The pathology of severe dilated cardiomyopathy elucidated, and its new therapeutic target identified

April 17, 2023

Multifaceted analysis of model mice and iPS cell-derived cardiomyocytes

The research group, composed of researchers from the University of Tokyo, the RIKEN CSRS, Tokyo Medical and Dental University, Kobe University, and the National Center for Child Health and Development, established disease model mice and disease-specific iPS cell-derived cardiomyocytes that reproduce a genetic mutation (LMNA Q353R) identified through genetic analysis of a family lineage of patients with severe dilated cardiomyopathy (DCM). They then analyzed them using various technologies, including electron microscopy with high-pressure freezing, single-cell RNA sequencing (RNA-seq), assay for transposase-accessible chromatin using sequencing (ATAC-seq), and protein array analysis. With society aging, the number of patients with chronic heart failure keeps rising in Japan and other advanced countries. It is known that the therapeutic outcomes of this disorder are as poor as or poorer than those of malignant tumors. It is also known that severe DCM is one of the underlying diseases of chronic heart failure, and mutations in the Lamin A gene (LMNA), one of the major components of the nuclear lamina, cause particularly severe DCM. However, its underlying pathogenic mechanism has not been elucidated. The research group revealed that mutant Lamin molecules impair the function of transcription factor TEA domain transcription factor 1 (TEAD1), which is required to mature cardiomyocytes.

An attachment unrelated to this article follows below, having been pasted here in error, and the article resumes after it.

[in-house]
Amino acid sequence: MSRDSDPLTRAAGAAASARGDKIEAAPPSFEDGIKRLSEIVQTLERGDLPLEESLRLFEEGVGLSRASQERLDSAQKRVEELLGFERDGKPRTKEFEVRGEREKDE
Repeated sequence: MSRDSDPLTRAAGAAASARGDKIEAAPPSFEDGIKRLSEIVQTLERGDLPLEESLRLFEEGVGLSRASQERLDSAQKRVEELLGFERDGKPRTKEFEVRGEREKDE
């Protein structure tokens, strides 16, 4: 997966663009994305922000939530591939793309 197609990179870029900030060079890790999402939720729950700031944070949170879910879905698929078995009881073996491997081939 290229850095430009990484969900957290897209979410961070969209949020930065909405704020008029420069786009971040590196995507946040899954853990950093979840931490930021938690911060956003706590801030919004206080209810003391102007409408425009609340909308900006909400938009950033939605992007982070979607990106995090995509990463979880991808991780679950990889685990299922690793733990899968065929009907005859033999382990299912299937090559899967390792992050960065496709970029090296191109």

Original article
Science Advances doi:10.1126/sciadv.ade7047
S. Yamada, T. Ko, M. Ito, T. Sassa, S. Nomura, H. Okuma, M. Sato, T. Imasaki, S. Kikkawa, B. Zhang, T. Yamada, Y. Seki, K. Fujita, M. Katoh, M. Kubota, S. Hatsuse, M. Katagiri, H. Hayashi, M. Hamano, N. Takeda, H. Morita, S. Takada, M. Toyoda, M. Uchiyama, M. Ikeuchi, K. Toyooka, A. Umezawa, Y. Yamanishi, R. Nitta, H. Aburatani, I. Komuro,
"TEAD1 trapping by the Q353R-Lamin A/C causes dilated cardiomyopathy".
Kiminori Toyooka; Senior Technical Scientist
Mayuko Sato; Technical Scientist
Mass Spectrometry and Microscopy Unit